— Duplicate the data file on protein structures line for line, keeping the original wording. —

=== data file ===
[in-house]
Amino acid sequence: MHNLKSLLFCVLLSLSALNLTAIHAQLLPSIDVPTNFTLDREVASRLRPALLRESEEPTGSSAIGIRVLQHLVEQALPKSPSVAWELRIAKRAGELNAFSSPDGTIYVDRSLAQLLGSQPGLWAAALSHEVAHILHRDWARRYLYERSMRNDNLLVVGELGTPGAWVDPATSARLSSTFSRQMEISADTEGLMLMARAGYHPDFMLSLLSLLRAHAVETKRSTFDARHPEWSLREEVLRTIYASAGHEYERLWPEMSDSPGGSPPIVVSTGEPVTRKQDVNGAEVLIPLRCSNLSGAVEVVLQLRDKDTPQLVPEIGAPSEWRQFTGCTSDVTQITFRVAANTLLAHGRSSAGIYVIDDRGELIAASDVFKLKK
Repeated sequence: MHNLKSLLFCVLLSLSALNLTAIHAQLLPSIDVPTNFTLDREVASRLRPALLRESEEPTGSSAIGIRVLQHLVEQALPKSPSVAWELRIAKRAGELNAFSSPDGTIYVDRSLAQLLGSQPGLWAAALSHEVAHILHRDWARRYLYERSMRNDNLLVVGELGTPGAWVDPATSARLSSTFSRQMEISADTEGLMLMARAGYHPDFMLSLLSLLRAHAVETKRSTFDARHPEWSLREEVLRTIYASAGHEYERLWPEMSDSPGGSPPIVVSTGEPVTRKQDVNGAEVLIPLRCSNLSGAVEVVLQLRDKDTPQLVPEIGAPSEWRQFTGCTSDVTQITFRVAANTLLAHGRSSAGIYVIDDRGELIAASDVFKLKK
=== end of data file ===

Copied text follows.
[in-house]
Amino acid sequence: MHNLKSLLFCVLLSLSALNLTAIHAQLLPSIDVPTNFTLDREVASRLRPALLRESEEPTGSSAIGIRVLQHLVEQALPKSPSVAWELRIAKRAGELNAFSSPDGTIYVDRSLAQLLGSQPGLWAAALSHEVAHILHRDWARRYLYERSMRNDNLLVVGELGTPGAWVDPATSARLSSTFSRQMEISADTEGLMLMARAGYHPDFMLSLLSLLRAHAVETKRSTFDARHPEWSLREEVLRTIYASAGHEYERLWPEMSDSPGGSPPIVVSTGEPVTRKQDVNGAEVLIPLRCSNLSGAVEVVLQLRDKDTPQLVPEIGAPSEWRQFTGCTSDVTQITFRVAANTLLAHGRSSAGIYVIDDRGELIAASDVFKLKK
Repeated sequence: MHNLKSLLFCVLLSLSALNLTAIHAQLLPSIDVPTNFTLDREVASRLRPALLRESEEPTGSSAIGIRVLQHLVEQALPKSPSVAWELRIAKRAGELNAFSSPDGTIYVDRSLAQLLGSQPGLWAAALSHEVAHILHRDWARRYLYERSMRNDNLLVVGELGTPGAWVDPATSARLSSTFSRQMEISADTEGLMLMARAGYHPDFMLSLLSLLRAHAVETKRSTFDARHPEWSLREEVLRTIYASAGHEYERLWPEMSDSPGGSPPIVVSTGEPVTRKQDVNGAEVLIPLRCSNLSGAVEVVLQLRDKDTPQLVPEIGAPSEWRQFTGCTSDVTQITFRVAANTLLAHGRSSAGIYVIDDRGELIAASDVFKLKK